Bacteriospermia has become a serious factor affecting sperm quality in swine breeding, this is why antibiotics (ATBs) are a critical component of semen extenders. Due to ever-increasing antimicrobial resistance, the aim of this study was to assess the efficiency of selected commercially available semen extenders to prevent a possible bacterial contamination of boar ejaculates. Three Androstar Plus extenders containing different combinations of antibiotics were used to process ejaculates from 30 healthy Duroc breeding boars. Androstar Plus without antibiotics was used as a control. The extended samples were stored at 17 °C for 72 h. Sperm motility, viability, mitochondrial activity, DNA integrity and oxidative profile of each extended sample were assessed following 24 h, 48 h and 72 h. Furthermore, selective media were used to quantify the bacterial load and specific bacterial species were identified with matrix-assisted laser desorption/ionization time-of-flight (MALDI-TOF) mass spectrometry. The results indicate that semen extenders enriched with ATBs ensured a significantly higher preservation of the sperm quality in comparison to the ATB-free control. The total bacterial count was significantly decreased in the extenders supplemented with ATBs (p < 0.001), however gentamycin alone was not effective enough against Gram-positive bacteria, while a few colonies of Enterococcus hirae, Bacillus subtilis and Corynebacterium spp. were present in the samples extended in the presence of a triple combination of ATBs. In conclusion, we may suggest that semen extenders enriched in antibiotics were not able to fully eliminate the bacteria present in the studied samples. Furthermore, selection of suitable antibiotics for semen extension should be accompanied by adequate hygiene standards during the collection and handling of boar ejaculates. Full article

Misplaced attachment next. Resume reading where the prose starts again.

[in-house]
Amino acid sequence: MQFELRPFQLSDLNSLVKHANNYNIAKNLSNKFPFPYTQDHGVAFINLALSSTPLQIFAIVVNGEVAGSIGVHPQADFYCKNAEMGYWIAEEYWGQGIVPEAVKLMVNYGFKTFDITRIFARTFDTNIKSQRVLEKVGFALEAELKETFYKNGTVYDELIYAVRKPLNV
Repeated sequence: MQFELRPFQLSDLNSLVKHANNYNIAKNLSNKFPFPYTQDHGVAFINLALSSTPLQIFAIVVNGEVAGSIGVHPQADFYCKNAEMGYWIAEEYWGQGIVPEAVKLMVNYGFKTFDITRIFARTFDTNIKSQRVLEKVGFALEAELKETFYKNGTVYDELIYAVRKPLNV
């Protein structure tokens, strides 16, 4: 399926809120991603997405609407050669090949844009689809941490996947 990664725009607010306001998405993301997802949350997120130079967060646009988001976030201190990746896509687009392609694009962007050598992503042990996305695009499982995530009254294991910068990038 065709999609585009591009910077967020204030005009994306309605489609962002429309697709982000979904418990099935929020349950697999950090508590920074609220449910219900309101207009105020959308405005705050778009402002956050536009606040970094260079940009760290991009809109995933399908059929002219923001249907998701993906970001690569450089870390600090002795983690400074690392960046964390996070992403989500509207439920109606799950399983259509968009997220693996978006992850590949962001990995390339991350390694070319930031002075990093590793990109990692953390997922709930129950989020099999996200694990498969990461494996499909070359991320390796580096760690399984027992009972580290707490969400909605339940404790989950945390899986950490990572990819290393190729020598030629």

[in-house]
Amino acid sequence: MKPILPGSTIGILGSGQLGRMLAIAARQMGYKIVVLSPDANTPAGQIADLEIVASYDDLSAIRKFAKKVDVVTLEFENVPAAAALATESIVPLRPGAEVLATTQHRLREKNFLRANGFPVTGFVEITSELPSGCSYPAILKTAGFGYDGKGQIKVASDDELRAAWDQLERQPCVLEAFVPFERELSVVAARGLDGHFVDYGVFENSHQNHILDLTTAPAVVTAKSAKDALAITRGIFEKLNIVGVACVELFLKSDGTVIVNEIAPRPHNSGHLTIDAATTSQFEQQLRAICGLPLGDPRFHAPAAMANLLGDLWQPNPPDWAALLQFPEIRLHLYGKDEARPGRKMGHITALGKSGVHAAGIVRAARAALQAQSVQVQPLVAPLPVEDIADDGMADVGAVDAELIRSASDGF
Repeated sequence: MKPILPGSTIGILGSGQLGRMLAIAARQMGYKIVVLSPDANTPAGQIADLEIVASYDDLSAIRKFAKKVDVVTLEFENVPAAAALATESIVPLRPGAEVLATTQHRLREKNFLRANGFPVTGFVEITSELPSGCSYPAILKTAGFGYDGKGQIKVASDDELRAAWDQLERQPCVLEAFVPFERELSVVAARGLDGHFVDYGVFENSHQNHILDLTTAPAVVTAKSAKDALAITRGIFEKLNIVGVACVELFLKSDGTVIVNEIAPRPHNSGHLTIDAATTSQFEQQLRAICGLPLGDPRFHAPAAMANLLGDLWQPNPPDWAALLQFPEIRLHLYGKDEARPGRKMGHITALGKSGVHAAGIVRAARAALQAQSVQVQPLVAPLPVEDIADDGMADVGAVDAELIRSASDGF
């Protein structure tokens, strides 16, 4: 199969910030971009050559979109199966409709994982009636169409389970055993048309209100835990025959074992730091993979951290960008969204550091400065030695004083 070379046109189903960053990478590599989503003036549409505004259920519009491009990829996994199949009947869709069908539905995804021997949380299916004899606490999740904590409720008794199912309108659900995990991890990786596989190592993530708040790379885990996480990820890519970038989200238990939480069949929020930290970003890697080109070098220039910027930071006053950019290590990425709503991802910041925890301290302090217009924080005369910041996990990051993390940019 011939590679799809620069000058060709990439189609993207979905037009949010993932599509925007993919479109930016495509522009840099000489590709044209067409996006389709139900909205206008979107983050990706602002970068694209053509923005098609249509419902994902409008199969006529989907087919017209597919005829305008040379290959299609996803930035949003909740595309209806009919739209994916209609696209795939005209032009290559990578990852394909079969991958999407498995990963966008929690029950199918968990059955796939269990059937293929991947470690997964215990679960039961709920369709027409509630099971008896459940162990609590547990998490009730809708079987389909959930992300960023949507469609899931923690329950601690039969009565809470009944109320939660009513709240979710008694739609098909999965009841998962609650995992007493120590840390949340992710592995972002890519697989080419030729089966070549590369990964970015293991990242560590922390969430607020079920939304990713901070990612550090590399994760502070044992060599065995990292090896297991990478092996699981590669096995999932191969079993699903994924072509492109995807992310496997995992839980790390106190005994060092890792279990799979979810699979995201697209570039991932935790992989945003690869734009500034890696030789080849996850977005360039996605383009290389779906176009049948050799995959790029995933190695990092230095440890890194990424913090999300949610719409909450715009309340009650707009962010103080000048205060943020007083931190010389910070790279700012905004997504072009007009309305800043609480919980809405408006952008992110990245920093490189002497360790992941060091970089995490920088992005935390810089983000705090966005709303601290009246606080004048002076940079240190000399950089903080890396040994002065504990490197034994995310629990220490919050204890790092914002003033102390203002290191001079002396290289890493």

(This article belongs to the Special Issue Animal Sperm Microbiota)
15 pages, 3477 KiB  
Article
Staphylococcus-Induced Bacteriospermia In Vitro: Consequences on the Bovine Spermatozoa Quality, Extracellular Calcium and Magnesium Content
by Michal Ďuračka, Kamila Husarčíková, Mikuláš Jančov, Lucia Galovičová, Miroslava Kačániová, Norbert Lukáč and Eva Tvrdá
Animals 2021, 11(11), 3309; https://doi.org/10.3390/ani11113309 - 19 Nov 2021
Cited by 7 | Viewed by 1835
Abstract
Bacterial contamination of bovine ejaculates intended for artificial insemination may be reflected in a significant economic loss due to unsuccessful fertilization as well as health issues of the recipients. The Staphylococcus genus represents a large part of bacteriocenosis of bovine ejaculates. Therefore, this [...] Read more.